Anyway, we're used to winning. We're tied for most Super Bowls appearances (8), and we have the most wins (6). What's also impressive is that the Steelers have been to more conference championships than any team (15! runners up are Cowboys with 14, 49ers with 13, and Raiders with 11). And 20 Division championships AFC Central: 1972, 1974, 1975, 1976, 1977, 1978, 1979, 1983, 1984, 1992, 1994, 1995, 1996, 1997, 2001 AFC North: 2002, 2004, 2007, 2008, 2010 (all data, and links, thanks to Wiki).

However, we've had our losing streaks. The late-Noll era, especially 1984-1992, is especially bleak. But even in the Roethlisberger era, when we went to the Superbowl 3 times in 6 years, we've slumped every third year. And that's this year. So I can be fatalistic and say we're due.

Another response is to recognize a few structural problems

1. The whole NFL is in trouble because of the referee-strike.

As I said in the previous post, I have no sympathy for the NFL owners. They screwed up spectacularly with the referee union. As a result the first 3 games of the season were not a reflection of each team's abilities.

Yeah, I can hear the yahoo say that it was the same for each team, or that official stats are the way they are, and that I'm just making excuses. To rebut this idiocy, I will remind y'all about the 2000 presidential election.

We all know, and presumably hate, that the 2000 win was given to George W Bush, but the facts said that Al Gore won. Bush "won" because he gamed the system, played the refs - as its called - and was able to sneak past the finish line. Yes, it's a win, but it teaches nothing about how politics normally (and ideally) works... since Bush cheated.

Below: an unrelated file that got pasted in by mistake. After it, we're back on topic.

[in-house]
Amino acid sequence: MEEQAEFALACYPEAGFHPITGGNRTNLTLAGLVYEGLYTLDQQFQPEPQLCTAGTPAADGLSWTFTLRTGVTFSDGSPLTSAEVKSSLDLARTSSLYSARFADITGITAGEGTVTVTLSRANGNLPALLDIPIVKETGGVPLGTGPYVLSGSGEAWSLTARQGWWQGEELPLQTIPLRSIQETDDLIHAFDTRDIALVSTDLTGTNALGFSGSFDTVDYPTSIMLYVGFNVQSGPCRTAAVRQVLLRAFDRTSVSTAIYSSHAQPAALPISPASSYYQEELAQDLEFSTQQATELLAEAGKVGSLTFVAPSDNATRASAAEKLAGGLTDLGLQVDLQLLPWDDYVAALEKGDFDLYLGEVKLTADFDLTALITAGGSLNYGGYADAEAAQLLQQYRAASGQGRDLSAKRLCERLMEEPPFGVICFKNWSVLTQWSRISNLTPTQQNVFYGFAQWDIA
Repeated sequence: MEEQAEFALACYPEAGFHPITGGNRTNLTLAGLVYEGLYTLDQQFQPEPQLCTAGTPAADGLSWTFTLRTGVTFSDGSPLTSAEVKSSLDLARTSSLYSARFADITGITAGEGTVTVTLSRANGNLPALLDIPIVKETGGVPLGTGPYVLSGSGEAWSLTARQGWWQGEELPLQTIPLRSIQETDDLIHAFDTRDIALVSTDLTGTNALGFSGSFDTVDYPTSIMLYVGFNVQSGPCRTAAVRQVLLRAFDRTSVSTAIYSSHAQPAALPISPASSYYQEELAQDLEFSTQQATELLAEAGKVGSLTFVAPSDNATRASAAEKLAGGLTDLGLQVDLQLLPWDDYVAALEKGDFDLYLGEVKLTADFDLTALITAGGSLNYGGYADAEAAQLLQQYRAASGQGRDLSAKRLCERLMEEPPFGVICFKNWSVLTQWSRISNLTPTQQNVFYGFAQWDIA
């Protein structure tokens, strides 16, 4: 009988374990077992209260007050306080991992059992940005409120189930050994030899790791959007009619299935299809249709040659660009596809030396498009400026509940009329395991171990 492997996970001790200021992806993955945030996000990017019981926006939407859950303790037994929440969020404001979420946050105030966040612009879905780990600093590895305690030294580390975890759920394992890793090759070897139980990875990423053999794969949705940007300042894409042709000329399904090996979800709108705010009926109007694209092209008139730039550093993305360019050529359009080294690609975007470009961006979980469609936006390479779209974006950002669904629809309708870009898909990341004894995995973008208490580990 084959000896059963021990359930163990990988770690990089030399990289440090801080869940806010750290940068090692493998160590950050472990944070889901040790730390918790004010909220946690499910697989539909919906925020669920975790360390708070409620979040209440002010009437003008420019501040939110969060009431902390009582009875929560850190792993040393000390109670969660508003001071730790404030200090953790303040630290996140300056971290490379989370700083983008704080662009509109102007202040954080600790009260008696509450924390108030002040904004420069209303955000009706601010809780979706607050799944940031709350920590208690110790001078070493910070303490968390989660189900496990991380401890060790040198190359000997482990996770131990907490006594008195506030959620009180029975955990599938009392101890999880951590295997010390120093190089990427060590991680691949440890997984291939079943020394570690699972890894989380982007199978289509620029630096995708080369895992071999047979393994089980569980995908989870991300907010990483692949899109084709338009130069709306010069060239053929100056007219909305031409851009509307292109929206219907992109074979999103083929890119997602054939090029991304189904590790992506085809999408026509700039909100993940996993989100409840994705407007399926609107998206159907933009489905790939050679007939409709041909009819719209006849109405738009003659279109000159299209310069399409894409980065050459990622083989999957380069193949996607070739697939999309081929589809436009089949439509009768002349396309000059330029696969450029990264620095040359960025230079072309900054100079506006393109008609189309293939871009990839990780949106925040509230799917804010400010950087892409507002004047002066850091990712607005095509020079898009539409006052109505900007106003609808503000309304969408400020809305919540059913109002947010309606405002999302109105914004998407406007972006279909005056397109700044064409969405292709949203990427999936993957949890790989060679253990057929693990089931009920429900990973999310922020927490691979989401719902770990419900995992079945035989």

Anyone who looks at the lead-up to the election to learn from GWB about how to win is making a mistake because everything he did before election day was bad enough to make him lose. The only lesson for people who want to win is to know that you can make all sorts of mistakes and then cheat at the critical moment.

For example, if you use 2000 data to try to predict poll-number prediction for eventual victory, then you should use the data as if Gore won - because he did. To do otherwise is to fundamentally not understand cause and effect.

So here we are in week 6 and many pundits are saying how the AFC is bad because only 2 teams are above 500. Yet 3 is half of 6, and those 3 games are not acceptable data. So we really have no idea how good any of the teams are here in the early weeks because everyone's record is too loaded with noise. Wait a few more weeks, so to dilute the 3 games, and we can get a better picture of each team.